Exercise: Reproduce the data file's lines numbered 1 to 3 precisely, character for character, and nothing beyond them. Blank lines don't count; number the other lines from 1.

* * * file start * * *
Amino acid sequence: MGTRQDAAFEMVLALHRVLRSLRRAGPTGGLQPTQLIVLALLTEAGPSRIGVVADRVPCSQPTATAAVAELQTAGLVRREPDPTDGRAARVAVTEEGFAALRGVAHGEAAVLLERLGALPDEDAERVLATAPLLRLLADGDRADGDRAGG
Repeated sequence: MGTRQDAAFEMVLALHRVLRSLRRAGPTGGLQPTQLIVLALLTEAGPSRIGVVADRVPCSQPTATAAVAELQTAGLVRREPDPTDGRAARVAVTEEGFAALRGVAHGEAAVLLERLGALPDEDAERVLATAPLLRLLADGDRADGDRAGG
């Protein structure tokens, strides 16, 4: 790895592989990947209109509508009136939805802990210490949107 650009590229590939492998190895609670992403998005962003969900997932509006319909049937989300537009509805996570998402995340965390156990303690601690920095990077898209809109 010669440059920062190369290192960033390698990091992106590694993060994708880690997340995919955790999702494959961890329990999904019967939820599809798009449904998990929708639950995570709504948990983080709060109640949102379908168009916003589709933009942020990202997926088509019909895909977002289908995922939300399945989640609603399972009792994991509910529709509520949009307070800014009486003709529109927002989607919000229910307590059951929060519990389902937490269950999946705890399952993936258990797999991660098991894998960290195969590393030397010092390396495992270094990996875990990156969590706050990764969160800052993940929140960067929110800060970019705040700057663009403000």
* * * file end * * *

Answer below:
Amino acid sequence: MGTRQDAAFEMVLALHRVLRSLRRAGPTGGLQPTQLIVLALLTEAGPSRIGVVADRVPCSQPTATAAVAELQTAGLVRREPDPTDGRAARVAVTEEGFAALRGVAHGEAAVLLERLGALPDEDAERVLATAPLLRLLADGDRADGDRAGG
Repeated sequence: MGTRQDAAFEMVLALHRVLRSLRRAGPTGGLQPTQLIVLALLTEAGPSRIGVVADRVPCSQPTATAAVAELQTAGLVRREPDPTDGRAARVAVTEEGFAALRGVAHGEAAVLLERLGALPDEDAERVLATAPLLRLLADGDRADGDRAGG
């Protein structure tokens, strides 16, 4: 790895592989990947209109509508009136939805802990210490949107 650009590229590939492998190895609670992403998005962003969900997932509006319909049937989300537009509805996570998402995340965390156990303690601690920095990077898209809109 010669440059920062190369290192960033390698990091992106590694993060994708880690997340995919955790999702494959961890329990999904019967939820599809798009449904998990929708639950995570709504948990983080709060109640949102379908168009916003589709933009942020990202997926088509019909895909977002289908995922939300399945989640609603399972009792994991509910529709509520949009307070800014009486003709529109927002989607919000229910307590059951929060519990389902937490269950999946705890399952993936258990797999991660098991894998960290195969590393030397010092390396495992270094990996875990990156969590706050990764969160800052993940929140960067929110800060970019705040700057663009403000």